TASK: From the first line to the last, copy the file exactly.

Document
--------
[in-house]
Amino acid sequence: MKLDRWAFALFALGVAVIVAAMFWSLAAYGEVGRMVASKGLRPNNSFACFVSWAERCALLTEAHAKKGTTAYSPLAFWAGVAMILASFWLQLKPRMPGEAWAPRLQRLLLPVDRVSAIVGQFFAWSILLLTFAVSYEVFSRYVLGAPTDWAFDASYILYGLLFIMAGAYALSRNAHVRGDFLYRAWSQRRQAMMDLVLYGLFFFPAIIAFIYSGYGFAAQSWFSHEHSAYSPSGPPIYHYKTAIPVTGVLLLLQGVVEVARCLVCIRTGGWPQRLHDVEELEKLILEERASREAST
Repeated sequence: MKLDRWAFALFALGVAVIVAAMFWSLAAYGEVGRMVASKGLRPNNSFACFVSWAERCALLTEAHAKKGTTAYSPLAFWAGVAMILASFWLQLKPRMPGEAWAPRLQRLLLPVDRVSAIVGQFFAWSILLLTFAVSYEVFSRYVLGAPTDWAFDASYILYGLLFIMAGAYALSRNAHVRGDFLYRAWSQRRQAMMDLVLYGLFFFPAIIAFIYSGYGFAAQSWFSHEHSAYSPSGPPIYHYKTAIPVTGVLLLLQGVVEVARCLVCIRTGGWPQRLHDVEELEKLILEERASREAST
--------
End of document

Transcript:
[in-house]
Amino acid sequence: MKLDRWAFALFALGVAVIVAAMFWSLAAYGEVGRMVASKGLRPNNSFACFVSWAERCALLTEAHAKKGTTAYSPLAFWAGVAMILASFWLQLKPRMPGEAWAPRLQRLLLPVDRVSAIVGQFFAWSILLLTFAVSYEVFSRYVLGAPTDWAFDASYILYGLLFIMAGAYALSRNAHVRGDFLYRAWSQRRQAMMDLVLYGLFFFPAIIAFIYSGYGFAAQSWFSHEHSAYSPSGPPIYHYKTAIPVTGVLLLLQGVVEVARCLVCIRTGGWPQRLHDVEELEKLILEERASREAST
Repeated sequence: MKLDRWAFALFALGVAVIVAAMFWSLAAYGEVGRMVASKGLRPNNSFACFVSWAERCALLTEAHAKKGTTAYSPLAFWAGVAMILASFWLQLKPRMPGEAWAPRLQRLLLPVDRVSAIVGQFFAWSILLLTFAVSYEVFSRYVLGAPTDWAFDASYILYGLLFIMAGAYALSRNAHVRGDFLYRAWSQRRQAMMDLVLYGLFFFPAIIAFIYSGYGFAAQSWFSHEHSAYSPSGPPIYHYKTAIPVTGVLLLLQGVVEVARCLVCIRTGGWPQRLHDVEELEKLILEERASREAST